Darfur peace talks deadlocked

Peace talks between the Sudanese government and Darfur rebels at the Nigerian capital Abuja have hit a stalemate.

    Talks have broken down over disarmament and security

    Mediators halted the talks 10 minutes after they resumed on Tuesday after hearing from the warring parties that there had been no change in their positions since Friday's breakdown in dialogue.

    The talks were adjourned on Friday after the Sudanese government rejected an AU plan to restore security in the western region of Darfur, where a 19-month conflict has claimed an estimated 50,000 lives and forced 1.4 million from their homes.

    Nigerian President Olesegun Obasanjo, the current AU head, later met government and rebel delegates for two hours, but failed to extract a compromise on disarmament and security – the key issues which have bogged down the talks for several days.

    The Darfur conflict has killed
    50,000 and displaced 1.4 million  

    "I can't say the deadlock is broken. We met with President Obasanjo and we stated very clearly our position," the chief negotiator of rebel Justice and Equality Movement, Ahmad Muhammad Tugod said.

    US blamed

    Sudan's deputy foreign minister Najib Abd Al-Wahab blamed the United States for the deadlock.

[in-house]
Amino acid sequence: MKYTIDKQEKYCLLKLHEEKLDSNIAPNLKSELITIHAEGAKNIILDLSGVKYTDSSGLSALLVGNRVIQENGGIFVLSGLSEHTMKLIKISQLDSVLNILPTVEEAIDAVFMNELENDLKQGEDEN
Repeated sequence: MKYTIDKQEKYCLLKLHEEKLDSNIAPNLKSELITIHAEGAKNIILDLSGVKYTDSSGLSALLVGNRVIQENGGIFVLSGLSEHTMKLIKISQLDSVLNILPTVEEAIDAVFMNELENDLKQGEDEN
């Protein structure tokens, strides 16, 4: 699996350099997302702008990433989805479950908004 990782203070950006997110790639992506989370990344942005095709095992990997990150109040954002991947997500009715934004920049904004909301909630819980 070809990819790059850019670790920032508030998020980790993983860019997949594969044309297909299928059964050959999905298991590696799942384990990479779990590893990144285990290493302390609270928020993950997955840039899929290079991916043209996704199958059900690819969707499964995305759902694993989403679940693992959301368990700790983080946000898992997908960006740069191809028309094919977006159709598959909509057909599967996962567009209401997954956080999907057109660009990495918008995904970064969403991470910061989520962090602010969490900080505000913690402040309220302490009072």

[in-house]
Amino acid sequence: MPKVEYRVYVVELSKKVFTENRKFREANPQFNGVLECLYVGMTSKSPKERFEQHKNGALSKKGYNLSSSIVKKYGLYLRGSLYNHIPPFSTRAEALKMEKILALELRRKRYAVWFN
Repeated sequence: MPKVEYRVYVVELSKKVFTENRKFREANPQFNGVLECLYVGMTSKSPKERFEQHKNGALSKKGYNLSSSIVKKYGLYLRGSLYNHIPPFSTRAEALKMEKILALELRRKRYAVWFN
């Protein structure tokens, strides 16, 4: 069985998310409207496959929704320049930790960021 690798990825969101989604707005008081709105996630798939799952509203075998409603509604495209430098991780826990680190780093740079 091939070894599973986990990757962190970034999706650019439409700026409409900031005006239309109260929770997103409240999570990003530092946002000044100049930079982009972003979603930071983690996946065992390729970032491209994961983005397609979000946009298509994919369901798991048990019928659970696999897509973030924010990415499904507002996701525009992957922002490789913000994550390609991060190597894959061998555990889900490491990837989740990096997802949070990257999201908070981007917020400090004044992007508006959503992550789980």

Last week US Secretary of State Colin Powell said Sudan's government was guilty of 'genocide'.

    "The negotiations have been very much undermined by Mr Powell's declaration which led the rebels to stay very firmly on their positions," the deputy minister said.

    "The United States needs to inject new blood into these negotiations by sending the right signals to our brothers who are using this statement not to move forward in the talks".

    “The negotiations have been very much undermined by Mr Powell’s declaration which led the rebels to stay very firmly on their positions”

    Najib Abd Al-Wahab
    Sudan's deputy foreign minister

    The United States, meanwhile, has put forward a new draft UN resolution threatening sanctions on Sudan's oil industry if the government does not end the bloodshed in Darfur.

    The new draft presented on Tuesday said the threat of sanctions – opposed by several Security Council members earlier – would be "considered" if Sudan did not comply.

    The resolution also calls for beefing up a force from the AU already on the ground to monitor a fragile ceasefire between Sudan and the rebels.

    "Our hope is that the vote will come towards the end of this week," said US ambassador John Danforth.

    SOURCE: Agencies


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